Statistics 212 - Statistical Methods III
Monday and Wednesday, 9:30-10:50, Room: DBH 1300
Tuesday, 11:00-11:50, Room: SSL 159
Statistics 211 (Statistical Methods I) or equivalent
This course will provide an introduction to the development and application of statistical methods for analyzing correlated data from experiments and cohort studies. Topics covered include repeated measures ANOVA, linear mixed models, non-linear mixed effects models, and generalized estimating equations. The course will emphasize both theoretical development and application of methods.
Analysis of Longitudinal Data by Diggle, P, Heagerty, P, Liang, KY, and Zeger, S. (2nd edition). Oxford University Press, 2002.
Fitzmaurice G., Laird, L., and Ware J. (2004). Applied Longitudinal Data Analysis, Second Edition. Wiley Series in Probability and Statistics.
McCulloch, C. E., & Neuhaus, J. M. (2001). Generalized linear mixed models. John Wiley & Sons, Ltd.
Verbeke, G., & Molenberghs, G. (2009). Linear mixed models for longitudinal data. Springer Science & Business Media.
McCullagh P. and Nelder, J. (1989). Generalized Linear Models, Second Edition. Chapman & Hall/CRC.
Agresti, A. (2015). Foundation of Linear and Generalized Linear Models, First Edition. Wiley.
There will be a total of 6-8 homework assignments. Assignments will typically be due 1 to 1.5 weeks from the day they are handed out.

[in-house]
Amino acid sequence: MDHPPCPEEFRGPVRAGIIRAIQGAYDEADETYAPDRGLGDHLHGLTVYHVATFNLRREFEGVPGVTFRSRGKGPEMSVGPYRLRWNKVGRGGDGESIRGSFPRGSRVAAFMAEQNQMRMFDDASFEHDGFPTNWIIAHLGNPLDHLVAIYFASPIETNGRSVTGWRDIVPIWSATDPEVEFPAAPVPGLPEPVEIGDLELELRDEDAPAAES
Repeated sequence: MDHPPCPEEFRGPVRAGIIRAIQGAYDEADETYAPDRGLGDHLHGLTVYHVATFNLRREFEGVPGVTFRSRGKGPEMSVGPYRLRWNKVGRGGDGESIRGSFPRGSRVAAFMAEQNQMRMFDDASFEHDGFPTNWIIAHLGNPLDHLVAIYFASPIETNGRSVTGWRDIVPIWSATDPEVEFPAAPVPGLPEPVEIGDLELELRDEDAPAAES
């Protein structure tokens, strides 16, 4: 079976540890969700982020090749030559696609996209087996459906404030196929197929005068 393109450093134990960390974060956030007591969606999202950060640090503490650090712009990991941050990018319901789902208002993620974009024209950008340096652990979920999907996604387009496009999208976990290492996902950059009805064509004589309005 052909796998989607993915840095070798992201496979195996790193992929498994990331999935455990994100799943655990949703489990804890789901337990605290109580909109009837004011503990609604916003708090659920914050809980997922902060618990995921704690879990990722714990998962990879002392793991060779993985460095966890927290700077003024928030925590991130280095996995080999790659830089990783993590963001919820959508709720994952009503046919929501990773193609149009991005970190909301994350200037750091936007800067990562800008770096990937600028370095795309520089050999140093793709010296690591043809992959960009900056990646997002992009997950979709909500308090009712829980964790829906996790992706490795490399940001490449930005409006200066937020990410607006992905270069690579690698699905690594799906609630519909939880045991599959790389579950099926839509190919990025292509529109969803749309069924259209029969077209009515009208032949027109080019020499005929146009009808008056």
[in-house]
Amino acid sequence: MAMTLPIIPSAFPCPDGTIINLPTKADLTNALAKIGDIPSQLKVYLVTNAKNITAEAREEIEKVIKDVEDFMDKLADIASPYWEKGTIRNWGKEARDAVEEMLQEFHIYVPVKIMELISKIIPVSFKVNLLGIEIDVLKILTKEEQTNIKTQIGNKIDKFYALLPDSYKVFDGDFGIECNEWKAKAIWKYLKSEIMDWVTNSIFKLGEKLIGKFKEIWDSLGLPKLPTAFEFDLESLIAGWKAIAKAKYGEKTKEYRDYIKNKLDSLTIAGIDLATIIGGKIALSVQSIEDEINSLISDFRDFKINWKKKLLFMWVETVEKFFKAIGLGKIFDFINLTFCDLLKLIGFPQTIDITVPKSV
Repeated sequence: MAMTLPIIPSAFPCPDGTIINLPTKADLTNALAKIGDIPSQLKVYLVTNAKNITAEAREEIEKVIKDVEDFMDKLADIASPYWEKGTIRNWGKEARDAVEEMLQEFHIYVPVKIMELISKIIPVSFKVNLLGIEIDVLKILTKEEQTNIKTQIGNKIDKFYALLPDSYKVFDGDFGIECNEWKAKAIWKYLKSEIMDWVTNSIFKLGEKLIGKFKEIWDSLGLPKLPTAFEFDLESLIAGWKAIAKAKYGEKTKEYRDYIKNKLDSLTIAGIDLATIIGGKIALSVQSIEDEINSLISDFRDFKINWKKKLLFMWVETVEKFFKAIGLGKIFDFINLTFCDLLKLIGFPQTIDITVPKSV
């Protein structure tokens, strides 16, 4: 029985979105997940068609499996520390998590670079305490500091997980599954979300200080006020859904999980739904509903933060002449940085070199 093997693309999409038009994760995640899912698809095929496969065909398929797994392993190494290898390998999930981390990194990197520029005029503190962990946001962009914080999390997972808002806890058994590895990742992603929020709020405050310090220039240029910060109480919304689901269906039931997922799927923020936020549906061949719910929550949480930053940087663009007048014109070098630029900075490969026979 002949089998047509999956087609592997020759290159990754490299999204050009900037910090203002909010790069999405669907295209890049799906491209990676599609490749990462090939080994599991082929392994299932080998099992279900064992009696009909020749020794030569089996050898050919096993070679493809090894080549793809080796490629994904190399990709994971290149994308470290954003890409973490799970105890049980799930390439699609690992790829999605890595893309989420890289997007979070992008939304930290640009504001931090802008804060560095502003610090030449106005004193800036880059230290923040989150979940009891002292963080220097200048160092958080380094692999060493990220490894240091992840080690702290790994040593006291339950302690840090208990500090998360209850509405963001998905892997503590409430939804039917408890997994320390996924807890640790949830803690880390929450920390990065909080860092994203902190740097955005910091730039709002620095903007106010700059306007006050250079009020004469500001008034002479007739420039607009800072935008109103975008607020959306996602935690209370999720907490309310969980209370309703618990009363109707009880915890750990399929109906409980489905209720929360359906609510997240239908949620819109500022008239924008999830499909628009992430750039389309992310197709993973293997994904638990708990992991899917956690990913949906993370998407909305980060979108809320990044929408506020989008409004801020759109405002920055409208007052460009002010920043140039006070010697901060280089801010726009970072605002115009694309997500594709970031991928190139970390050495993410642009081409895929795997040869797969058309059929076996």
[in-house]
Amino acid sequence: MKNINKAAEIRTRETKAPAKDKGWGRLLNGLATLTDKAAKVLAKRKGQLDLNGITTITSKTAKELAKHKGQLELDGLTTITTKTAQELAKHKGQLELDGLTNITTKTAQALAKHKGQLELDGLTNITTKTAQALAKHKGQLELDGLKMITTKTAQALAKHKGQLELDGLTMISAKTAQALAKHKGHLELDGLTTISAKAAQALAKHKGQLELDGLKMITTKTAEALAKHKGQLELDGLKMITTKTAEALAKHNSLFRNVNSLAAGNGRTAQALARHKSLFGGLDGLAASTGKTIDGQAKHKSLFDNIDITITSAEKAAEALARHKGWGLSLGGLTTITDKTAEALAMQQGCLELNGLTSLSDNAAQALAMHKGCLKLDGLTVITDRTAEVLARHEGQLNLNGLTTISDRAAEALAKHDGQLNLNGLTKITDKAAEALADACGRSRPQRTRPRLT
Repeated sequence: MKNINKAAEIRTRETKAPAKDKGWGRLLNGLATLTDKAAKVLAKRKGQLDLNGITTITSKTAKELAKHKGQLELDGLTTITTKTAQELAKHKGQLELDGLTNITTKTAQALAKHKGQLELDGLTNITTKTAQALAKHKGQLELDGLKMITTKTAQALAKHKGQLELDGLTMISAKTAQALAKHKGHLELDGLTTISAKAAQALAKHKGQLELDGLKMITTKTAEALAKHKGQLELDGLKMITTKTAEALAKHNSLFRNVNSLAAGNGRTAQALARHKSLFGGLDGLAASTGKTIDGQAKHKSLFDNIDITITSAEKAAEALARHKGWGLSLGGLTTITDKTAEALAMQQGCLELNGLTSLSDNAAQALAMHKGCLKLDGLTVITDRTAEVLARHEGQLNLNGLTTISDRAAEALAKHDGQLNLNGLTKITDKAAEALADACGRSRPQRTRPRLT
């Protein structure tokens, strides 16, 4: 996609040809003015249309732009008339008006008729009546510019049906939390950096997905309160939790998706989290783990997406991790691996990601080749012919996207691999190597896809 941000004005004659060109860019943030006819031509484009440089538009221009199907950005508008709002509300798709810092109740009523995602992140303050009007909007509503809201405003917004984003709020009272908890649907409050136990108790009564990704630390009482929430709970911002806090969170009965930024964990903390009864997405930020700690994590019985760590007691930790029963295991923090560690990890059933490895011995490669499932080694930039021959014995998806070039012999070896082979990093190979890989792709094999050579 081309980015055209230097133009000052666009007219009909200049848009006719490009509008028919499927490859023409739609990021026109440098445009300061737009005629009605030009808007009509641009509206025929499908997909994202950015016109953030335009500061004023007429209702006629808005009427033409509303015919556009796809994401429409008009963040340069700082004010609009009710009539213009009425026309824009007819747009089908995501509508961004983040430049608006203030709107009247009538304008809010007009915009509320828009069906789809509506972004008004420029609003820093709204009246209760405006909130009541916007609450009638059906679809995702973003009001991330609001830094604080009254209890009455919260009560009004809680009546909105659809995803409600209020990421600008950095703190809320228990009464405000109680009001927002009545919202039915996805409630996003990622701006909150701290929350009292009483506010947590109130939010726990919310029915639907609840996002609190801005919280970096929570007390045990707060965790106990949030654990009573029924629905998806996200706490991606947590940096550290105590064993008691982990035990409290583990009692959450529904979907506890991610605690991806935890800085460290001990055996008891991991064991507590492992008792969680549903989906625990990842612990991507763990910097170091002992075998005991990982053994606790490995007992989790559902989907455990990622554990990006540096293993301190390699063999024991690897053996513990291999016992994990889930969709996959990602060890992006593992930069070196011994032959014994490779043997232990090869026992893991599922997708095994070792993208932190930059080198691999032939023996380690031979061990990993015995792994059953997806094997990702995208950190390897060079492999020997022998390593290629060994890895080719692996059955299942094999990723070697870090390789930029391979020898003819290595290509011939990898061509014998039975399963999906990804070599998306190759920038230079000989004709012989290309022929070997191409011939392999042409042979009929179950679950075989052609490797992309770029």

Tentatively scheduled for Wednesday, May 16th. The exam will be in-class (closed-book, closed-note), and will cover material through the May 9th lecture.
The final exam is scheduled for Wednesday, June 13th, 8:00-10:00am. The final exam will be take-home and will consist of two portions. The first portion of the exam will consist of short answer questions similar to a comprehensive homework assignment. The second portion of the exam will be a complete statistical analysis and report pertaining to a particular scientific question. The final exam will be handed out on Monday, June 4th and due on Wednesday, June 13th by 10:00am.
All students are expected to abide by the UCI academic honesty policy. Among other things, this means that copied homework solutions will receive no credit in the course. I encourage students to study and work together on homework. However, the work that is handed in should reflect only that student’s work. That is, obtaining help from other students in order to learn the METHODS of solution is allowed, but copying another student’s answer or a past course key is NOT.